In addition to the well-known motor features of people with dystonia, also many have been reporting non-motor symptoms. Functional impairment, pain, social embarrassment, anxiety, social phobia, and stigmatisation seem particularly common and have a clear impact on the quality of life. This might considerably influence self-confidence and could, therefore, have an impact on relationship and sexuality. Nevertheless, surprisingly little is known about sexual issues in people with dystonia. Therefore, with support of Dystonia Europe and Dystonia Community we set up an international online survey to assess views and perceptions of people with dystonia and the impact of their illness and its treatment on sexuality and relationship.
We received 620 responses from participants from a total of 43 countries. Based on the replies, the main finding was the frequent dissatisfaction with the level of intimacy and sexuality in people with dystonia. In fact, half of participants in this survey were not satisfied with their current intimacy and over half of participants declared that they have stopped being sexually active because of dystonia or experienced problems in sexual relationships because of dystonia symptoms. Furthermore, these problems seem to have contributed to the breakup of one third of relationships. The presence of non-motor symptoms should be adequately recognised and their importance in patients with dystonia acknowledged, in particular regarding sexual and relationship problems, in order to plan individualised treatments and improve quality of life.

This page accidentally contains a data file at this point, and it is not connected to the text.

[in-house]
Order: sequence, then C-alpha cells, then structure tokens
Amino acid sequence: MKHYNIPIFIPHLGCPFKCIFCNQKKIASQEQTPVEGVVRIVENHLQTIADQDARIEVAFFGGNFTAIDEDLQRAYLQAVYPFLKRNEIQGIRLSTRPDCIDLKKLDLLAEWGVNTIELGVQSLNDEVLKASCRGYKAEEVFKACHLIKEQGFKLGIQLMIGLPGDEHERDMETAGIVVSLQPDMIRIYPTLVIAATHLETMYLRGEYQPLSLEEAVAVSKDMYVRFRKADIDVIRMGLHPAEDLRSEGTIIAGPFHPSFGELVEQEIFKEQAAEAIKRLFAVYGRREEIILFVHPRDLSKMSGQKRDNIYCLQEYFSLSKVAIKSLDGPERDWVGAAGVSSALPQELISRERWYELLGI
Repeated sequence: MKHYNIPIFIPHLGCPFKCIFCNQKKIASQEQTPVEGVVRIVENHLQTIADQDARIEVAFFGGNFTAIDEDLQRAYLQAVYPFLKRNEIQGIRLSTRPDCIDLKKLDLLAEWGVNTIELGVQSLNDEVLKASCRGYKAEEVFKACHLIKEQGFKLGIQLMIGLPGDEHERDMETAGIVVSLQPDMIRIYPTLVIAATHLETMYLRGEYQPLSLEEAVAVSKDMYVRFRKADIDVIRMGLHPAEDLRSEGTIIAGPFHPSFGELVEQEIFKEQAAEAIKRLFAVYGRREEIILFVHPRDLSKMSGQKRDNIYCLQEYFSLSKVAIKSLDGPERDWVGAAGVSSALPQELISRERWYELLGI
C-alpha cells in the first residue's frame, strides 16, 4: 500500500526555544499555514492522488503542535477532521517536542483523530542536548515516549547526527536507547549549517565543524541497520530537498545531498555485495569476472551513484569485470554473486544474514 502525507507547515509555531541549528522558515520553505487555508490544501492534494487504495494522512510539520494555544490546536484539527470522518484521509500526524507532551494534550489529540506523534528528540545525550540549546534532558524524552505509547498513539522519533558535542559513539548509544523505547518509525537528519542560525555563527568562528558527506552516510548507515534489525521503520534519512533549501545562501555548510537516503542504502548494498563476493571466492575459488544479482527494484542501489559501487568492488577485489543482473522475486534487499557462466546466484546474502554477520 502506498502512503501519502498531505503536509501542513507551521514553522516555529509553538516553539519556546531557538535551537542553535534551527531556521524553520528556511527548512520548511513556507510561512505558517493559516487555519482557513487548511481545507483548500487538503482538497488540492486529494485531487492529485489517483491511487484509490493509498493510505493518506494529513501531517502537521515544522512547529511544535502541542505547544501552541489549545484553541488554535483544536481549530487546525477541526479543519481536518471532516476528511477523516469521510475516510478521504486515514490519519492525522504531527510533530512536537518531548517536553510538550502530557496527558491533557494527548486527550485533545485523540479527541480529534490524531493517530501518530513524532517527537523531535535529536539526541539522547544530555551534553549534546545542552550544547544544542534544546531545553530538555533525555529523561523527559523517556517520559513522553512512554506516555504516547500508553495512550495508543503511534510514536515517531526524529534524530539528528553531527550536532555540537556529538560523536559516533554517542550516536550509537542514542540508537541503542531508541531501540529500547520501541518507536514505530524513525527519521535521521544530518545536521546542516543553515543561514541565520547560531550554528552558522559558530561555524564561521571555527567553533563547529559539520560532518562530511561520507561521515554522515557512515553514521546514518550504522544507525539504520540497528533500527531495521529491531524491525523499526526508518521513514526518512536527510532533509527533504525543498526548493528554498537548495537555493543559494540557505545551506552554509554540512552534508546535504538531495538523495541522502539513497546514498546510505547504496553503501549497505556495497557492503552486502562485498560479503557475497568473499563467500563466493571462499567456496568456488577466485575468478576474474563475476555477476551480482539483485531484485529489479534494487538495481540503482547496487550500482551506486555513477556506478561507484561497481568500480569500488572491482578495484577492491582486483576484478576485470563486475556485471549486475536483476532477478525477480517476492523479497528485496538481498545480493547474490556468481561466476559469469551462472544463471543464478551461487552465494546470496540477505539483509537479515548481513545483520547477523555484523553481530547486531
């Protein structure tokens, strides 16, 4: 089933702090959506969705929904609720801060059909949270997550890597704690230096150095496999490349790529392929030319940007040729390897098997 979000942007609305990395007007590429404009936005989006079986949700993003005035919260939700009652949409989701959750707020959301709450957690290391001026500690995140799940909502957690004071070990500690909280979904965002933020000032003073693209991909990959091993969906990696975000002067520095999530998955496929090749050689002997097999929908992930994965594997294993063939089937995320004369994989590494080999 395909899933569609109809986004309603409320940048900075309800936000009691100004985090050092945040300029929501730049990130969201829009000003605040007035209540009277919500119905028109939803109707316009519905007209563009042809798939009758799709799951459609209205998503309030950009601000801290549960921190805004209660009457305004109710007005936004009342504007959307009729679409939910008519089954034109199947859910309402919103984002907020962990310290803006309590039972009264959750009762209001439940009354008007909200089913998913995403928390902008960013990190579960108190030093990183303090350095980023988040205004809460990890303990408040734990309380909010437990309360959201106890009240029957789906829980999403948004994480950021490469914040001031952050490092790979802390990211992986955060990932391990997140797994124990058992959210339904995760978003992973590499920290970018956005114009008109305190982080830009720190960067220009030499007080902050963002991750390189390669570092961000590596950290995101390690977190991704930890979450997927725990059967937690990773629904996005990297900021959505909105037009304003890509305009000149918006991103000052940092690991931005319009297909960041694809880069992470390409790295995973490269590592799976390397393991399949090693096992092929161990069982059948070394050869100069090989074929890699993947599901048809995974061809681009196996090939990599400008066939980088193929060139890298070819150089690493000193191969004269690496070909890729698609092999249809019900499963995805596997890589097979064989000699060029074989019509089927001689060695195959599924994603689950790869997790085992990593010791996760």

Dr Katarzyna Śmiłowska, Silesian Center of Neurology, Katowice, Poland
Dr Daniel J. van Wamelen, Institute of Psychiatry, Psychology & Neuroscience, Department of Basic & Clinical Neuroscience, King’s College London, London, United Kingdom & Parkinson’s Foundation Centre of Excellence at King’s College Hospital NHS Foundation Trust, London, United Kingdom